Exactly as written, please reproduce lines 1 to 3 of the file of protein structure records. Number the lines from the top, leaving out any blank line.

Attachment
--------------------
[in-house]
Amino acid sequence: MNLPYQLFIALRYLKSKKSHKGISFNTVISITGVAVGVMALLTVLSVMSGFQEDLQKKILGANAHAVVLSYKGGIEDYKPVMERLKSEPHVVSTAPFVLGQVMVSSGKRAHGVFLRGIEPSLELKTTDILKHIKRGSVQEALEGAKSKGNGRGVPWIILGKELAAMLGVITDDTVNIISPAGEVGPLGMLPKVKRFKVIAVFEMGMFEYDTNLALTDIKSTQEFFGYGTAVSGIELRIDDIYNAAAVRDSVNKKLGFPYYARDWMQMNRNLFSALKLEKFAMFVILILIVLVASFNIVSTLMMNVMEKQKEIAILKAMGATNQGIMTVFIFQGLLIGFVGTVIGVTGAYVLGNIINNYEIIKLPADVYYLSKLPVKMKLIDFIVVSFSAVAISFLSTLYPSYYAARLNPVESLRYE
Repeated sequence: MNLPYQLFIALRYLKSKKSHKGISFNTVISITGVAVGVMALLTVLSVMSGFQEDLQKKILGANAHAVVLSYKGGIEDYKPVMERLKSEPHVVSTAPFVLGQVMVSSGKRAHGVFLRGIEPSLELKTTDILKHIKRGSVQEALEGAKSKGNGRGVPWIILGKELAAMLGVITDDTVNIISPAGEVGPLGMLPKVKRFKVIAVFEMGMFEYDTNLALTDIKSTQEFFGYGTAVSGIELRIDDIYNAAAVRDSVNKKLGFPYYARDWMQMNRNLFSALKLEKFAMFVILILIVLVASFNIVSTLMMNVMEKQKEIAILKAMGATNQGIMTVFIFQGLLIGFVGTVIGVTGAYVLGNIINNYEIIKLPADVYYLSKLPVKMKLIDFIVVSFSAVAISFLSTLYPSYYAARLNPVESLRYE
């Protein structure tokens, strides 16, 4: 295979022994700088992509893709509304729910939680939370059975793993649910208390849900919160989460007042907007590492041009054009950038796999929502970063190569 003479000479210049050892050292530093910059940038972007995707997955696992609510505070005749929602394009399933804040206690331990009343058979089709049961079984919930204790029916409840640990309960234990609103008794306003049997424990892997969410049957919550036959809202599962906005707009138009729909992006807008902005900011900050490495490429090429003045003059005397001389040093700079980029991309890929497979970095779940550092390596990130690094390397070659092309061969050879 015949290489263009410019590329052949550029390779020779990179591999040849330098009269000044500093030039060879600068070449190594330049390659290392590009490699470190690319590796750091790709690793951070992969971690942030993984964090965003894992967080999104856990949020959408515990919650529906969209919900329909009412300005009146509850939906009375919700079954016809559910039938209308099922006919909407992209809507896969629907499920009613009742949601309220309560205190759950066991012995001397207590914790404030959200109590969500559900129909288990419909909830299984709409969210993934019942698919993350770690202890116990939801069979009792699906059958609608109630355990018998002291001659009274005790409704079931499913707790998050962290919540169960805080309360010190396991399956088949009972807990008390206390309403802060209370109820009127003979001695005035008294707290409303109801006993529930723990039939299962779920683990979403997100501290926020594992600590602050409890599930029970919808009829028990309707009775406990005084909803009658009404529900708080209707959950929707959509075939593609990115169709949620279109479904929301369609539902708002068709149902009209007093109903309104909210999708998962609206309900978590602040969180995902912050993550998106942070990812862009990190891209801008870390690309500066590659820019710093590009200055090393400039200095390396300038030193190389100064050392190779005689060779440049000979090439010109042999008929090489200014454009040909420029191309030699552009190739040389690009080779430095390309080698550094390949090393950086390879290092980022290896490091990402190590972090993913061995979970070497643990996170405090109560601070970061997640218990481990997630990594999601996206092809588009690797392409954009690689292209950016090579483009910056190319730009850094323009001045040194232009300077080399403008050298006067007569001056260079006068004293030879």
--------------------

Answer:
[in-house]
Amino acid sequence: MNLPYQLFIALRYLKSKKSHKGISFNTVISITGVAVGVMALLTVLSVMSGFQEDLQKKILGANAHAVVLSYKGGIEDYKPVMERLKSEPHVVSTAPFVLGQVMVSSGKRAHGVFLRGIEPSLELKTTDILKHIKRGSVQEALEGAKSKGNGRGVPWIILGKELAAMLGVITDDTVNIISPAGEVGPLGMLPKVKRFKVIAVFEMGMFEYDTNLALTDIKSTQEFFGYGTAVSGIELRIDDIYNAAAVRDSVNKKLGFPYYARDWMQMNRNLFSALKLEKFAMFVILILIVLVASFNIVSTLMMNVMEKQKEIAILKAMGATNQGIMTVFIFQGLLIGFVGTVIGVTGAYVLGNIINNYEIIKLPADVYYLSKLPVKMKLIDFIVVSFSAVAISFLSTLYPSYYAARLNPVESLRYE
Repeated sequence: MNLPYQLFIALRYLKSKKSHKGISFNTVISITGVAVGVMALLTVLSVMSGFQEDLQKKILGANAHAVVLSYKGGIEDYKPVMERLKSEPHVVSTAPFVLGQVMVSSGKRAHGVFLRGIEPSLELKTTDILKHIKRGSVQEALEGAKSKGNGRGVPWIILGKELAAMLGVITDDTVNIISPAGEVGPLGMLPKVKRFKVIAVFEMGMFEYDTNLALTDIKSTQEFFGYGTAVSGIELRIDDIYNAAAVRDSVNKKLGFPYYARDWMQMNRNLFSALKLEKFAMFVILILIVLVASFNIVSTLMMNVMEKQKEIAILKAMGATNQGIMTVFIFQGLLIGFVGTVIGVTGAYVLGNIINNYEIIKLPADVYYLSKLPVKMKLIDFIVVSFSAVAISFLSTLYPSYYAARLNPVESLRYE